Nissin Di866

Check availablity: Adorama, Amazon USA, B&H, eBay.

For people looking for a CLS-compatible flash, the Nissin Di866 is a serious alternative to the Canon 580EX II or the Nikon SB-900. Yes, it is less solidly built, the guide numbers listed in Nissin's sales literature is inflated by half a stop and it is missing a few bells and whistles, including Nikon's very handy sound-monitor. Also, on the software side, the Di866 falls short by not showing ISO in the top level displays, and by not picking up ISO from the camera body in all modes. In addition the implementation of the FP/HSS mode is flawed. Whether or not these shortcomings are important, depends on your style of shooting.

For me, the Nissin Di866 delivers where it counts. It does TTL well on and off the camera, and the built-in “dumb” slave mode also makes it equally suitable for “strobist”-type work.


For dedicated flash systems: Canon, Nikon.
Head: 18, 24-105mm coverage, power zoom (w. manual override).
Swivel & tilt: -180° to +90° swivel, 0° to +90° tilt.
Exposure modes: TTL, HSS, Auto, Varipower, Multi.
Manual settings: 1/1 to 1/128 in 1/3 EV steps (22 steps).
Wireless modes: Master, Remote (dedicated), Plain slave, Digital slave.
Features: LCD, Overheat protection, Sync. socket, Ext. power, Bounce card, Strobist.
Trigger voltage: 3.4 volt.
Batteries: 4xAA.
Field upgradable: via USB.
Dimensions: 74 x 134 x 110 mm, 380 g.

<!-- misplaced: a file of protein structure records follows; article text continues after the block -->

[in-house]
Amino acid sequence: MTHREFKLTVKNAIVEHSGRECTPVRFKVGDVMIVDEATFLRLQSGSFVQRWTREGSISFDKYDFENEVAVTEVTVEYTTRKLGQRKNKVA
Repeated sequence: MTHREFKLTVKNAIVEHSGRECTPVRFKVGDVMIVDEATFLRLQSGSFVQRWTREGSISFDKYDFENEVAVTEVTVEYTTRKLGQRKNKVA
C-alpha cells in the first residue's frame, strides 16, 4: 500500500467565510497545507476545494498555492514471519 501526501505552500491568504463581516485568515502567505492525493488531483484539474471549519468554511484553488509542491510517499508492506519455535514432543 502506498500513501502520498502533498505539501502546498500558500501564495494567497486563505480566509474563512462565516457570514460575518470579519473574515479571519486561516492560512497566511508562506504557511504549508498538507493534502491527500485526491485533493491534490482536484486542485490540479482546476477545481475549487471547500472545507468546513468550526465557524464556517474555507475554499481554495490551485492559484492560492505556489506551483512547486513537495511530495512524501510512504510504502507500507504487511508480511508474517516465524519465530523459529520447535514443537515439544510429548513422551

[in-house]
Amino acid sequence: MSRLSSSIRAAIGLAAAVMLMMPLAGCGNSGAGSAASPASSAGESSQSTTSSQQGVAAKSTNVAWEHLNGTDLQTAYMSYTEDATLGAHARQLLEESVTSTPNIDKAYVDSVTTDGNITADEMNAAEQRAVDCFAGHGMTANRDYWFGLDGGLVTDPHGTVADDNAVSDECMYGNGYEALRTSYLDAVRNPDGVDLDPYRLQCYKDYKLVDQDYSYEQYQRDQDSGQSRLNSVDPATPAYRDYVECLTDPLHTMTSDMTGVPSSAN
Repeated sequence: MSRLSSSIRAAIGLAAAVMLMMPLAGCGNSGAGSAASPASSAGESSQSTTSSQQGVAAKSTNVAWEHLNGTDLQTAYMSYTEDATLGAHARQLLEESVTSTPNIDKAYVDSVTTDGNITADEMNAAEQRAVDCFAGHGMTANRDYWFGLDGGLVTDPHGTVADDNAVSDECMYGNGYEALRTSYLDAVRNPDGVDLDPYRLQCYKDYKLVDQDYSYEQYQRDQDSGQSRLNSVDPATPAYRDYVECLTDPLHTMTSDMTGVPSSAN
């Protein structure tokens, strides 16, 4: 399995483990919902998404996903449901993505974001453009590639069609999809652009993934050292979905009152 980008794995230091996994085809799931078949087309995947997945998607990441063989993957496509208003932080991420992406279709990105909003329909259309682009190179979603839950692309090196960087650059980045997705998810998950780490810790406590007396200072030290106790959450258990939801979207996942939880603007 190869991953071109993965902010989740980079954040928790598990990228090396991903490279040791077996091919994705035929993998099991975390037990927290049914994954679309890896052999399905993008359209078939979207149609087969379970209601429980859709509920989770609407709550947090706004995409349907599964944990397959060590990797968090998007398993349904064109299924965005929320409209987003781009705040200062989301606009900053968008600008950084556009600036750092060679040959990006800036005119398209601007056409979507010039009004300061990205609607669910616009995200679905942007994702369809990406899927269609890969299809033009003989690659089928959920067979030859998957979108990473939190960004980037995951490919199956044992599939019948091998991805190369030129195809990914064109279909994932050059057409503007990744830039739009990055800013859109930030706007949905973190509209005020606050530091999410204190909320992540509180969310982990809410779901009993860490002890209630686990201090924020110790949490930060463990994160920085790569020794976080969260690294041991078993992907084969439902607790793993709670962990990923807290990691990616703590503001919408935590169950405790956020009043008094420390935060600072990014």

Zoom head setting:f=35mmf=50mmf=maxSubflash
Guidenumber (ISO 100, meter):34 [40]37 [56]39 [60]12
Measured GNs. Manufacturers specification in square brackets.

Price: USD 329 (new, w/o tax).
Production: 2009-2011, replaced by: Nissin Di866 II.

For a detailed explanation of the above specifications, see the guide.



Review links:

Brand profile

Key info

Established: 1959
HQ: Tokyo, Japan
Web: Global, man

Nissin is a Japanese manufacturer of flash units. It differs from almost any other Japanese company I've dealt with by having poor communication skills, not responding to customers concerns, and putting stuff on the market before it is ready. Its manufacturing facility is located in Shenzhen (China) and its sales operation is located in Hong Kong. For all practical purposes, I would say that this is a Chinese company.

The company was founded in 1959, and has produced professional flash units since 1967. In 2007, the company introduced Di622, its first dedicated flash aimed at the DSLR TTL-market.

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